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Water Wisdom: Buggin’ Out

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An example of one of the many flies that can be observed while on the river in Montana summers. PHOTO COURTESY OF GALLATIN RIVER TASK FORCE

By David Tucker EBS CONTRIBUTOR

Walk into any fly shop and you’re likely to be overwhelmed with options. Nowhere does this ring truer than at the fly display cases. There are thousands of choices to make, and what you decide will be the difference between an epic day on the water and striking out yet again. 

On the Gallatin, to match the hatch (pick the right fly for where and when you’re fishing), you don’t need to worry yourself with the entire selection. Most of the upper river can be fished successfully with a few flies. 

While several major hatches are common, fishing with caddis, when fish are eating hoppers, might not lead to success. Not only do you have to select flies that hatch on our river, but you also have to pay attention to time of year, weather on a given day, cloud cover, sunshine, and water temperature. Is it early morning or mid-day? Did it rain last night? All these factors influence the timing of hatches and when fish might be feeding on a given bug.

Now that the river is running clear, dry-fly season is upon us. Dry flies drift on the surface and entice fish to feed where you can see them. In July, classic dry-fly patterns like Chubby Chernobyls, Royal Wulffs and Parachute Adams are all effective. Try different colors and sizes until something clicks. 

While paying attention to the hatch could make or break your day on the water, what bugs are out there and in what numbers could also tell us important information about changing land-use patterns, and how that land use is impacting water quality. 

“Urbanization has known effects on invertebrate populations,” says Sean Sullivan, an aquatic ecologist with the environmental consulting firm Rhithron Associates in Missoula. “We see loss of riparian habitat and an increase in sediment loads.” As Sullivan notes, this shift in habitat can cause some invertebrates to move on, and new species fill the void.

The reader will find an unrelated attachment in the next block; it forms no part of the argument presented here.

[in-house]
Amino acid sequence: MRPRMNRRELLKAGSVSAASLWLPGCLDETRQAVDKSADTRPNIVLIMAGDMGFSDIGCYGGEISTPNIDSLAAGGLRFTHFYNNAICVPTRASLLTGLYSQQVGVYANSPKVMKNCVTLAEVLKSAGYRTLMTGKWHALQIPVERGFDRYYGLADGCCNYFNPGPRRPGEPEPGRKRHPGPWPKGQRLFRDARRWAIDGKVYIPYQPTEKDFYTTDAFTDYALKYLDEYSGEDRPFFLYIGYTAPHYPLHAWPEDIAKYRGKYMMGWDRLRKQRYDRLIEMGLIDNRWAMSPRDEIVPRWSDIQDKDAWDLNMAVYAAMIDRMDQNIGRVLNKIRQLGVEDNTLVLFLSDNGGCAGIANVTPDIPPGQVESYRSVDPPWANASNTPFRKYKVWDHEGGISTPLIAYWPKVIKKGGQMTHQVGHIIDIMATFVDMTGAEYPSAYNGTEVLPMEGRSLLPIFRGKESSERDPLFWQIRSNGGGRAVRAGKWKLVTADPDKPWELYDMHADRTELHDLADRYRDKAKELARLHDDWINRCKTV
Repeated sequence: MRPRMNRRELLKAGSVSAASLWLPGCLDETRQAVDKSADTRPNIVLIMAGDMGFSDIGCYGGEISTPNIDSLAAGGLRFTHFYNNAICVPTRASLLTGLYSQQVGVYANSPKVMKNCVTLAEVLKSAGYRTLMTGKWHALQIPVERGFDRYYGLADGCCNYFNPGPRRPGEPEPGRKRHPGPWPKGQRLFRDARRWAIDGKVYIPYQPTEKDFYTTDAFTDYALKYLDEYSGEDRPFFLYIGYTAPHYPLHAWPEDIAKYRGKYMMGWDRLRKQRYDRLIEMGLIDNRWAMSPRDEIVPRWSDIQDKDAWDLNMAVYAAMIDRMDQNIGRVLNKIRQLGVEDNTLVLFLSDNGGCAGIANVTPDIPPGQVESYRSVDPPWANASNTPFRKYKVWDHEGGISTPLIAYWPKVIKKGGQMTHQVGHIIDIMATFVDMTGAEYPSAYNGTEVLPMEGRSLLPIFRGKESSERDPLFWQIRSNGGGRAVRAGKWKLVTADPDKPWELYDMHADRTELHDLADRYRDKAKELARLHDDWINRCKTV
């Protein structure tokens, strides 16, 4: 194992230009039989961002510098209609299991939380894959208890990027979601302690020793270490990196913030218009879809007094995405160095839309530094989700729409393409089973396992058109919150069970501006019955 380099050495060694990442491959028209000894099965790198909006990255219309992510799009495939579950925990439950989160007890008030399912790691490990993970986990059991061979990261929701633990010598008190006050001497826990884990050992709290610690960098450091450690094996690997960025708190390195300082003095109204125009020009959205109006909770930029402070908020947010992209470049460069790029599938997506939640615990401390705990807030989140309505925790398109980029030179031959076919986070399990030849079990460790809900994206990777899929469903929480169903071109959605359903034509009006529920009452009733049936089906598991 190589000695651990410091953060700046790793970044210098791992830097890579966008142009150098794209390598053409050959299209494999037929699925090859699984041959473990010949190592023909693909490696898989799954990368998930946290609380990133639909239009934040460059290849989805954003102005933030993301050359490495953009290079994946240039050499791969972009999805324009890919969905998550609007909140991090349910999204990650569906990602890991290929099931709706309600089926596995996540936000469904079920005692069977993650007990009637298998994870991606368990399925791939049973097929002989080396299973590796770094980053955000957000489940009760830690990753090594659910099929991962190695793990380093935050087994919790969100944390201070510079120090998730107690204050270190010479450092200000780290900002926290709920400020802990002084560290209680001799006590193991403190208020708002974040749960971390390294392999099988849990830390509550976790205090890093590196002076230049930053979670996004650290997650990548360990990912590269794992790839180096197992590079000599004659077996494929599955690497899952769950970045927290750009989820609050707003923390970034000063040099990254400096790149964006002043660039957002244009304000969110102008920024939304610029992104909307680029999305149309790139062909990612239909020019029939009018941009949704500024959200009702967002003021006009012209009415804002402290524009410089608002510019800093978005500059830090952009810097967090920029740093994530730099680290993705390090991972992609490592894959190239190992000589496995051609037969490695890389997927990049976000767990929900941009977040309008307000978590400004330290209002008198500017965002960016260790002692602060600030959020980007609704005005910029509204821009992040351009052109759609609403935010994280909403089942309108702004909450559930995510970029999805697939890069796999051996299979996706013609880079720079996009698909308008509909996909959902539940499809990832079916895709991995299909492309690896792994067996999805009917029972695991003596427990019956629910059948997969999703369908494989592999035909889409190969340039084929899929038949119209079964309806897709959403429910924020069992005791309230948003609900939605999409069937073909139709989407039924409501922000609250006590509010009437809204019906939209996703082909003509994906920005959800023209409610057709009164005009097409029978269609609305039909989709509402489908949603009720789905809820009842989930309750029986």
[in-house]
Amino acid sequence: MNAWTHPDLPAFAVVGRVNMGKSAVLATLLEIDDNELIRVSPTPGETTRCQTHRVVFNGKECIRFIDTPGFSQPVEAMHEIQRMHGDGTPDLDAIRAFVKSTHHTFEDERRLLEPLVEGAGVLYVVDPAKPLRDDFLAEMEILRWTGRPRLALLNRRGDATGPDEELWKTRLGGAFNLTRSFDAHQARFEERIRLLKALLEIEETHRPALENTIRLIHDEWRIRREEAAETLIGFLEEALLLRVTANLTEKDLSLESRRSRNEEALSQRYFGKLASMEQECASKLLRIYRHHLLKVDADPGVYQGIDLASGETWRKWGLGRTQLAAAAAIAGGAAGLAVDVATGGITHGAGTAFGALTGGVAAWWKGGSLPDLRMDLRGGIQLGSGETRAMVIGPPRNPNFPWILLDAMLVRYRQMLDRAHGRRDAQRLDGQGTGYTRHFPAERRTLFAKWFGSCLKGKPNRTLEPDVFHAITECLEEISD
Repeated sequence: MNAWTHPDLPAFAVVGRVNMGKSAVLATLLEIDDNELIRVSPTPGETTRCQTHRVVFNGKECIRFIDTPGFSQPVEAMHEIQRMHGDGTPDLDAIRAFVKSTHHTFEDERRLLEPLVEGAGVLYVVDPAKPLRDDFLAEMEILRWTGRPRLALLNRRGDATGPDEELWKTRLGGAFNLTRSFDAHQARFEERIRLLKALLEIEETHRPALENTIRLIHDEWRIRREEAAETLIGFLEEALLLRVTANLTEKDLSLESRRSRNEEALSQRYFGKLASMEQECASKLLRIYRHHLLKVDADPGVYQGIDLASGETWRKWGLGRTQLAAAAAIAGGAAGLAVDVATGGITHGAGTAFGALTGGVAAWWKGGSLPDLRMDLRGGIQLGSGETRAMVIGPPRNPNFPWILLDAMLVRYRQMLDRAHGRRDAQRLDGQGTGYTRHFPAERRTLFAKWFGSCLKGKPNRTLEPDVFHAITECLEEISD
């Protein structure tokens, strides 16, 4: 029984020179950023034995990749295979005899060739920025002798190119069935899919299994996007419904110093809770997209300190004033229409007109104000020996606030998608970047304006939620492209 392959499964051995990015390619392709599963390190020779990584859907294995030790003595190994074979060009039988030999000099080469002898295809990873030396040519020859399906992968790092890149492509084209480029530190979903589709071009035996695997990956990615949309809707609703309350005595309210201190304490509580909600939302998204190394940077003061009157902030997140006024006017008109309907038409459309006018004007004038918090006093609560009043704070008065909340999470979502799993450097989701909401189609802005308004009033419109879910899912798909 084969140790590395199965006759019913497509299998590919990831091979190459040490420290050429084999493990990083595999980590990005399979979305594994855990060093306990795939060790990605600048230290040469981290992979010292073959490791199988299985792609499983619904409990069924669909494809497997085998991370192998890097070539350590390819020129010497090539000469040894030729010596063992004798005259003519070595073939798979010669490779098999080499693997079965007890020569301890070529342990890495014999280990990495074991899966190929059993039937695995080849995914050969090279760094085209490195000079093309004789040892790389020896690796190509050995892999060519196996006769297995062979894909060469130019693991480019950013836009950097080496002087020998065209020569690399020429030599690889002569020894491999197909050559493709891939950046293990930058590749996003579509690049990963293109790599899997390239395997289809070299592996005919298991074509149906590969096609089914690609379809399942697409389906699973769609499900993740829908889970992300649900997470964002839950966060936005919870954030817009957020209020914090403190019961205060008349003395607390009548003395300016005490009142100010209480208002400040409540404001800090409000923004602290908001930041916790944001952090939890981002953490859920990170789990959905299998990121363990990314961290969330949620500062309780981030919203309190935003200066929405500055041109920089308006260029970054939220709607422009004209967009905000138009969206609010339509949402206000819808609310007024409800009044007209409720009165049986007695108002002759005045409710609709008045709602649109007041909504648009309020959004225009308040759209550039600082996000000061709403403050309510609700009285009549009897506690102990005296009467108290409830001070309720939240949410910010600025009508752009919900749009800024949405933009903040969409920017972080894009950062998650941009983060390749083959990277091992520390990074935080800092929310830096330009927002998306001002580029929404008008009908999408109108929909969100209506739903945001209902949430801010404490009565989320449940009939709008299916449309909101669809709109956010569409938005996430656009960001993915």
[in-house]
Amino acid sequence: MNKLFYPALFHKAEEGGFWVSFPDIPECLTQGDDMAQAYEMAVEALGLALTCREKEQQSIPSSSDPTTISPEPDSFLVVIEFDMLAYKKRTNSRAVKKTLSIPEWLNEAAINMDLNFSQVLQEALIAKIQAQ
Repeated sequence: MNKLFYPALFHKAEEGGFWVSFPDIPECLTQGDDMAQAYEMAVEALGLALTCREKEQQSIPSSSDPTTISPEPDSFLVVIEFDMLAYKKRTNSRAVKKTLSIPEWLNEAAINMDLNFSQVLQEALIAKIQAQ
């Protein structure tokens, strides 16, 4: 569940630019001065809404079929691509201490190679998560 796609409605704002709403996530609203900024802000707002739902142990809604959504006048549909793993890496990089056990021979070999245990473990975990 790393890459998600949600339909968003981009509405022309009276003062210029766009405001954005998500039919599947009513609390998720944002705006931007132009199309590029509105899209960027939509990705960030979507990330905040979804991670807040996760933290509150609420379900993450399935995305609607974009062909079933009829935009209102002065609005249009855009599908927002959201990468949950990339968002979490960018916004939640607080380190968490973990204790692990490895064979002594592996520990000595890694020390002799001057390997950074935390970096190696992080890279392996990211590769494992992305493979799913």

For now, we don’t know what these changes portend. “We don’t have the data,” says Sullivan. This is where anglers come in. “Citizen science will be important. Anglers have to become active observers of what’s out there,” he continues. “So far, we don’t have a canary in the coal mine, but speaking generally, there is more of a holistic shift in the invertebrate community.” 

While it might not be possible to make specific conclusions about how urbanization is playing out in Upper Gallatin Watershed regarding specific bug populations, we do know that shifts in invertebrates lead to shifts in fish and fish behavior. “Trout species are drift feeders. If we don’t have the same numbers of biomass drifting, trout will move,” Sullivan said. 

Again, this scenario is shown through data gathered elsewhere, and comparing one watershed to another has its limitations. We do know that as land in Big Sky continues to be developed, we should expect changes in wildlife behavior, from charismatic megafauna like grizzlies to tiny insects like caddis. These changes will have ripple effects that spread throughout the watershed, from the high alpine to the river’s bottom. “Anglers can contribute by recording information,” says Sullivan. “Who’s hatching, specifically? What species of mayfly and when?” 

As it seems, matching the hatch has more benefits than just landing a big rainbow. If we’re spending all summer on the river, our observations about insect behavior can catch us fish, but they can also help plan for a more sustainable community, a community focused on water quality and fisheries health.

David Tucker is the communications manager for the Gallatin River Task Force. 

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